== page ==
When discussing this in other forums, I’ve been challenged on several statements. One of the strongest pushbacks stated, “No software may be run safely on unsecure hardware.” I think we would all agree that we would like more secure hardware components.

The great news is that a number of efforts are underway to improve the system-level security of connected systems, one example being Arm’s Platform Security Architecture (PSA) initiative. It’s true that if such a system, running poorly written software, is compromised, the crown jewels of the system will not be accessible. That said, we should step back and consider:

  • The timeline from silicon (not IP) availability.
  • The design cycles of embedded systems.
  • The timeline when PSA was rolled out.
  • The length of time that embedded platforms are deployed for before they’re traded out.

How many of the 100 billion chips that Arm’s partners shipped in the last five years were PSA-compliant? The reality is that a significant number of platforms out there are based on legacy architectures (I reference Arm here, but similar challenges exist for x86-, MIPS-, and RISC-V-based components).

What’s needed is a software architecture that offers an isolation environment that prevents threats from accessing the sensitive data even when the endpoint has been compromised. Secure systems should be conceived as distributed ones—where security is achieved partly through the physical separation of their individual components and partly through the mediation of trusted functions performed within some of those components.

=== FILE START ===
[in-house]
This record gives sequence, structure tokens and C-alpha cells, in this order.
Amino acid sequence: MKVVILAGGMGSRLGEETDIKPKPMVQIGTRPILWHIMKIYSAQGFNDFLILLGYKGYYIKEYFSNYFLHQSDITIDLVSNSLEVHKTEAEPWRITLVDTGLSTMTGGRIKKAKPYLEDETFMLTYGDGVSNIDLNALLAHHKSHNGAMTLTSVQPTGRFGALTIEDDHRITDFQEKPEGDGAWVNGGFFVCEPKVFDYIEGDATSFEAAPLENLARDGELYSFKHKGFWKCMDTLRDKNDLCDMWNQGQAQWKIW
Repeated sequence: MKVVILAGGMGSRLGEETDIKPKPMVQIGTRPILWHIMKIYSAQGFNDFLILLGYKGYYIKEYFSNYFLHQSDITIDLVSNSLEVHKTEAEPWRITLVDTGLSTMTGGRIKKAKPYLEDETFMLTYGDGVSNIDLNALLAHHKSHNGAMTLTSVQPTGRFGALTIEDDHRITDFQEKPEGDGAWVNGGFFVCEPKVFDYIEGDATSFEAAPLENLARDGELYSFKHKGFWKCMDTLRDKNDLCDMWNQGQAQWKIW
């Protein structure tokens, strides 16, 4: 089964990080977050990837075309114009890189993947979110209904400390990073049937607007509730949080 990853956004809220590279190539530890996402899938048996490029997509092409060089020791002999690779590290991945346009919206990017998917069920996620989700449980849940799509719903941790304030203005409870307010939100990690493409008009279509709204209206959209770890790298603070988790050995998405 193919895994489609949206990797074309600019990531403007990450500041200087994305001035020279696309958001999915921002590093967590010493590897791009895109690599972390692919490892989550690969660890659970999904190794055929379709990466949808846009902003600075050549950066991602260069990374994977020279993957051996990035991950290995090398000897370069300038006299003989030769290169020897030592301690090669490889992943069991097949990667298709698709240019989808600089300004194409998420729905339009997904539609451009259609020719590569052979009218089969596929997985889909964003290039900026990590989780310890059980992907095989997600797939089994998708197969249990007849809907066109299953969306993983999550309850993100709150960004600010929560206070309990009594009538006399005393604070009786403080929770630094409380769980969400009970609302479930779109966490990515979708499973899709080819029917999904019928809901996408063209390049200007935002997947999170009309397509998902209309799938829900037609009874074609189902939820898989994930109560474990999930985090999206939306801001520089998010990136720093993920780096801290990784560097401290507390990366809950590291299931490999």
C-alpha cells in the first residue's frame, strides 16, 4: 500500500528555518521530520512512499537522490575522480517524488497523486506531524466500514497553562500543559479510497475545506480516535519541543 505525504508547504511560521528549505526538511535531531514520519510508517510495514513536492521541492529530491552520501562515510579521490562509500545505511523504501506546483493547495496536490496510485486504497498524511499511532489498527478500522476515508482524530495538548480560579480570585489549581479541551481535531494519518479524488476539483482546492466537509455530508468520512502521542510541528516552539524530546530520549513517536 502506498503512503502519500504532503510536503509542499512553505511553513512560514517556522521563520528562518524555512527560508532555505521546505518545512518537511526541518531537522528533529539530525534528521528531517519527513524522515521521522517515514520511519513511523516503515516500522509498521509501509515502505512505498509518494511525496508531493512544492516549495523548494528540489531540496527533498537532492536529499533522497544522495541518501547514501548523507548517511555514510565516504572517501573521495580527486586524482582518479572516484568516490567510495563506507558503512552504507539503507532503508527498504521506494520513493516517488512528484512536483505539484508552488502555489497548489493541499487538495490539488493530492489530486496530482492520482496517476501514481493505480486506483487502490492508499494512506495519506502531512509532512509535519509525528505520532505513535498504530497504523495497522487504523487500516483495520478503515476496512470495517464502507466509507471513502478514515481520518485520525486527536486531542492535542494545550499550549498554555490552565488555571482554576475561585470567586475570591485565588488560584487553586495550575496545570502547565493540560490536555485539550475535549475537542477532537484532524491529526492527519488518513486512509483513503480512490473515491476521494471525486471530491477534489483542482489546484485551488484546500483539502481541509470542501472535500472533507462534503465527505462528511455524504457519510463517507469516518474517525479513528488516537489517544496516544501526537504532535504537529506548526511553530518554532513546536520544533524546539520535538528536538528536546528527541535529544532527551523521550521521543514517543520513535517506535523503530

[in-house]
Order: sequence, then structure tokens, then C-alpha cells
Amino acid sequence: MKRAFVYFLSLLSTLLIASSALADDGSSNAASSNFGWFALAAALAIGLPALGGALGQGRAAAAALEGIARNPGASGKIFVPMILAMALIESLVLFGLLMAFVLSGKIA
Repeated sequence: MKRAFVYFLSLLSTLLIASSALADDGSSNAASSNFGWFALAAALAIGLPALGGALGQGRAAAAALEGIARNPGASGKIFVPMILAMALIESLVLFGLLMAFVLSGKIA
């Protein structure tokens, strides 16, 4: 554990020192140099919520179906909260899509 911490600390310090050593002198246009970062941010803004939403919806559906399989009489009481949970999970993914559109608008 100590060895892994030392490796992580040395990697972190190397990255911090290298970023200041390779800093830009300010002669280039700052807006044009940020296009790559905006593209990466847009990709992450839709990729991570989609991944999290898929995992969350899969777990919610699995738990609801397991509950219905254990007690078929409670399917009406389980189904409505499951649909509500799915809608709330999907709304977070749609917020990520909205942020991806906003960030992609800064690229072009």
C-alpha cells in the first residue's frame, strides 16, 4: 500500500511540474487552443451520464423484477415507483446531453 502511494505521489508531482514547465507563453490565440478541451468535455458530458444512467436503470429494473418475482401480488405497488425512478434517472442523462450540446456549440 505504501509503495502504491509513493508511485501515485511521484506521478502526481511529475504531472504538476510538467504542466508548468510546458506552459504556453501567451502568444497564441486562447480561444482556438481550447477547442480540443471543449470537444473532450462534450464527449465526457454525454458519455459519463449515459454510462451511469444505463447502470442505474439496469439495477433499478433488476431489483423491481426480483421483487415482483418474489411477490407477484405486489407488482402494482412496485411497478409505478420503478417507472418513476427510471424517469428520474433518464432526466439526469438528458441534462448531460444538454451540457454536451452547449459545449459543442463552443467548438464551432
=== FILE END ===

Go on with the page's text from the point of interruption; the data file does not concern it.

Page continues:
Creating Separation

Effectively, secure virtual enclaves, established using virtualization, need to be created in which operating systems, applications, and security functions can execute. Simply put, the control of how a machine’s resources are allocated and secured is separated from the operating system. This turns the endpoint from a point of vulnerability to a point of protection.

Just as an operating system enforces protected memory contexts between its processes, a separation kernel hypervisor enforces memory protection contexts between the different virtual machines (VMs). While processes within each VM may interact with each other, it’s impossible for them to interact with other VMs without explicit authorization.

The choice of hypervisor technology is important. Some of the embedded options are still founded on an underlying operating system, which means if they fail, then the whole system can crash. We’ve also seen variants that allow root log-ins. The minimally configured hypervisors that effectively assign resources to the various VMs immutably (i.e., can’t be changed after the system has booted) and then get out of the way, is really the path forward.

The rate of cyberattacks will likely become more frequent in the near term. Designing critical infrastructure systems with security a first and foremost priority will be key toward ensuring our key networks remain as impenetrable as humanly possible.